TORONTO - The National Aboriginal Achievement Foundation (NAAF) is pleased
to announce the appointment of celebrated Aboriginal television producer
and respected businessman, Roman Bittman, as its Acting CEO.
Bittman, Metis from Alberta, has outstanding leadership experience, both in
the world of film and television production and in the business sector. He
enjoyed a distinguished career with CBC, most notably writing, directing
and producing more than 40 documentaries for the network's flagship series,
"The Nature of Things." As well, he has financed and produced more than 100
film and TV programs which have been broadcast both across Canada and
Bittman is also the past president of the Nova Scotia Film Development
Corporation. During his tenure there he designed a labor-based tax credit
system that triggered explosive growth in the budding Nova Scotia film
industry and increased the industry's dollar value five-fold within three
years. The film tax credit has since been used across Canada and 11 years
later is considered the main financial instrument fueling the multi-billion
dollar Canadian film and television business.
Working with representatives of Television Northern Canada and Arctic
Aboriginal communications societies from the Yukon to Labrador, Bittman was
a member of the advisory committee that guided the process of designing and
establishing the Aboriginal Peoples Television Network (APTN). He was also
a founding board member, developed the original network vision statement
and wrote the programming guidelines that are still used today.
Bittman has been involved in the oil and gas industry in Alberta, including
being a founding shareholder of Constar Energy Ltd. Most recently he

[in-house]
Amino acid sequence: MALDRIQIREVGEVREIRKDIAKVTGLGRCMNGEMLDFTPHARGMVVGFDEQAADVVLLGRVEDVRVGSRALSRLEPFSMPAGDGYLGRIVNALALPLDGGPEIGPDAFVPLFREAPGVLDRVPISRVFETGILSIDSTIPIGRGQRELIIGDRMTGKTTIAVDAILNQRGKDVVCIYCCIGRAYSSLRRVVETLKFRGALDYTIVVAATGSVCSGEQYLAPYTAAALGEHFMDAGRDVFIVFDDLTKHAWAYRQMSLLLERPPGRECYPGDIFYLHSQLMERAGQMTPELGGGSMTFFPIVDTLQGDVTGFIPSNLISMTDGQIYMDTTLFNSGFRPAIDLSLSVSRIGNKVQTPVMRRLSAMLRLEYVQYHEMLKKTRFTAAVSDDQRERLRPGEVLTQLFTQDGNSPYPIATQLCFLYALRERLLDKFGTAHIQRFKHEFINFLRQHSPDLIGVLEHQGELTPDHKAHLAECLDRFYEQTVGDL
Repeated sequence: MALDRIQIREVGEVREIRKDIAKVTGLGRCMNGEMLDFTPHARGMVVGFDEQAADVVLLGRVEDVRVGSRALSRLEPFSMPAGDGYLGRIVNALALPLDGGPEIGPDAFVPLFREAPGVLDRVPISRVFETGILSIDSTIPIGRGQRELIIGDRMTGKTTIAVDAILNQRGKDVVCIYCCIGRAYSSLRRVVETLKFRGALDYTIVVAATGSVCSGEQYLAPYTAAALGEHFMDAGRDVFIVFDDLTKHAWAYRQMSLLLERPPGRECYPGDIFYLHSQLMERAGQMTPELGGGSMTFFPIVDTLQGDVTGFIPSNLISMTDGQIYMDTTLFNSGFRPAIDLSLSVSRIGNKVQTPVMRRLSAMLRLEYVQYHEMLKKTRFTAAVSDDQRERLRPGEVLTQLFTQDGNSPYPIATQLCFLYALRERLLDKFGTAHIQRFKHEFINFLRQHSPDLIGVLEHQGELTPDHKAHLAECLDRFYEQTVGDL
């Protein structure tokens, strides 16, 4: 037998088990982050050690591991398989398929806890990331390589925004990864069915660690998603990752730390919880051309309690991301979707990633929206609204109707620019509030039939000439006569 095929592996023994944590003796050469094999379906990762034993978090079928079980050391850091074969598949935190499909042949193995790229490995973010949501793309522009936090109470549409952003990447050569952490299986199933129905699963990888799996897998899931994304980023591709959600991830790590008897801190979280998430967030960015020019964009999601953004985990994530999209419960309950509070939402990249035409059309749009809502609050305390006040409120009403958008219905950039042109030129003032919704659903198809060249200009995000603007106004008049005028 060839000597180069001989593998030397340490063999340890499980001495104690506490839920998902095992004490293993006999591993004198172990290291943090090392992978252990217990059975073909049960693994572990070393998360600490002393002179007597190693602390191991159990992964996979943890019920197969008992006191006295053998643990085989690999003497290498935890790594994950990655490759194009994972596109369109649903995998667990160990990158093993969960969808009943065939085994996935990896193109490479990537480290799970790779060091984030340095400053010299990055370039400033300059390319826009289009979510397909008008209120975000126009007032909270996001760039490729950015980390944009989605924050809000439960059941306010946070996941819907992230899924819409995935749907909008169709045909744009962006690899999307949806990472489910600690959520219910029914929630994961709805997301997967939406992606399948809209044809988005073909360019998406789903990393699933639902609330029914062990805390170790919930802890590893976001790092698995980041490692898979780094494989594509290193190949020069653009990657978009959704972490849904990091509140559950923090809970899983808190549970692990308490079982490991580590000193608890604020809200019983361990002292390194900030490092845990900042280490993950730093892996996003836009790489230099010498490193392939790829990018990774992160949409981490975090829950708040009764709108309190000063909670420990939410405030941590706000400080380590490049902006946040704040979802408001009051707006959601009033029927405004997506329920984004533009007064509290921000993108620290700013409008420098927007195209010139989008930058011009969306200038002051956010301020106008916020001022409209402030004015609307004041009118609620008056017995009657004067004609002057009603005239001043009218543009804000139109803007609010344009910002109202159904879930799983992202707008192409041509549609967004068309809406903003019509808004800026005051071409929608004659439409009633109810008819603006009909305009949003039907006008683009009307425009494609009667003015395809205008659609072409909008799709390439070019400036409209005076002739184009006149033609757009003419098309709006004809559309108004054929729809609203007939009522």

founded Abcor Environmental Inc., an Aboriginal-owned corporation that
works with other Aboriginal-owned companies to distribute leading-edge
water treatment technology throughout North America.
In 2001, Bittman received a National Aboriginal Achievement Award, the
Aboriginal community's highest honor, for his accomplishments in media and
"We are fortunate to have someone with Roman's creative talents and proven
business experience taking us forward," said Len Flett, chair of the board
of directors. "Under his leadership, NAAF will continue to deliver
exemplary programs that give Aboriginal youth the means to fulfill their
dreams and take a larger role in Canadian society."
Founded in 1984, the National Aboriginal Achievement Foundation (NAAF) is a
non-profit organization that encourages and empowers young Aboriginal
people to advance their educational and career aspirations. NAAF is the
biggest non-governmental funder of Aboriginal education, with an education
program that now disburses more than $2 million a year to First Nations,
Inuit and Metis students across the country.
In addition, NAAF organizes Blueprint for the Future career fairs for
Aboriginal high school students and recently launched Industry in the
Classroom, the first program to be developed out of the employment
initiative, Taking Pulse. The Foundation also recognizes and celebrates
Aboriginal career accomplishment through the annual National Aboriginal
Achievement Awards, a showcase of Aboriginal entertainment that is
broadcast nationally on CBC and APTN.